The tests are designed to provide educators with a deeper understanding of how students learn. PARCC helps teachers and parents determine if younger students are acquiring skills and knowledge needed to advance to the next grade level, while older students can see if they are on track to graduate, ready for college and careers.

Who takes the PARCC test?

Students in grades 3, 4, 5, 6, 7, and 8 are given the new assessments. These tests, aligned to the new standards,mark a major step forward for education in Maryland.

How are the PARCC tests administered?

The PARCC tests are structured to be taken online for a more interactive test experience, but can also be taken with pencil and paper. See PARCC online or download the document Top Things Parents Need to Know about Testing in Maryland .

What are SLO Pre/Post tests?

SLOs are content-specific, grade level learning objectives that are measure able, focused on growth in student learning, and aligned to curriculum standards. As a measure of teachers’ impact on student learning, SLOs give educators, school systems, and state leaders an additional means by which to understand, value, and recognize success in the classroom.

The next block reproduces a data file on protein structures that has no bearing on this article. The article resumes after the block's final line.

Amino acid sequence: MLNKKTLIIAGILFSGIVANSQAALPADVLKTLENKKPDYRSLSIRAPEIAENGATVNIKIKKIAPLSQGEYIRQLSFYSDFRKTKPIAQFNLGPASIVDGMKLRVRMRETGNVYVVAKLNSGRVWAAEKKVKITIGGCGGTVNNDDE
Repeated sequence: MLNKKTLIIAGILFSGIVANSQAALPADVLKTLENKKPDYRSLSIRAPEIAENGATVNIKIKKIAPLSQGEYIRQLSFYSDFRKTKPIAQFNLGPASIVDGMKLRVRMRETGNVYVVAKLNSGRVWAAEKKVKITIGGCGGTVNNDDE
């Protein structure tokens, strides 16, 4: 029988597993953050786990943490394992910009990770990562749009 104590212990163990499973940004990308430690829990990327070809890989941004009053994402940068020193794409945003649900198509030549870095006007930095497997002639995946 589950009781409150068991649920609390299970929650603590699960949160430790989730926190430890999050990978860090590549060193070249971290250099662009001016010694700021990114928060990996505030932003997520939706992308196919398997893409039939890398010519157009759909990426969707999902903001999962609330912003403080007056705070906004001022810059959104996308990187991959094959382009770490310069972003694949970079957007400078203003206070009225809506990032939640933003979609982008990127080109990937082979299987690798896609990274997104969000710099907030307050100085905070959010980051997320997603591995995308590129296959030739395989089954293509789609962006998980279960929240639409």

Why SLO?

The primary purpose of SLOs is to improve student learning at the classroom level and to provide evidence of each teacher’s instructional impact on student learning.

What is SMI?

The Scholastic Math Inventory, SMI, is a tool for assessing math skill and progress.

Why SMI?

The results of the test can be used to measure how well students understand, and are likely to be successful with, various grade-appropriate mathematical skills and topics.

What is SRI?

The SRI or Scholastic Reading Inventory is a “computer adaptive” reading comprehension test designed to measure how well students read literature and expository texts of varying difficulties.

Why SRI?

These assessments provide a measure of student achievement and growth and allow the school to compare student, class and grade level performance with other students’ performance from around the country.



Turning Point Academy
4815 Dalton Street
Camp Springs, 20748



School Hours:
8:00 a.m. - 3:00 p.m.
Doors open at 7:45 a.m. each day.
Instruction starts at 8:15 a.m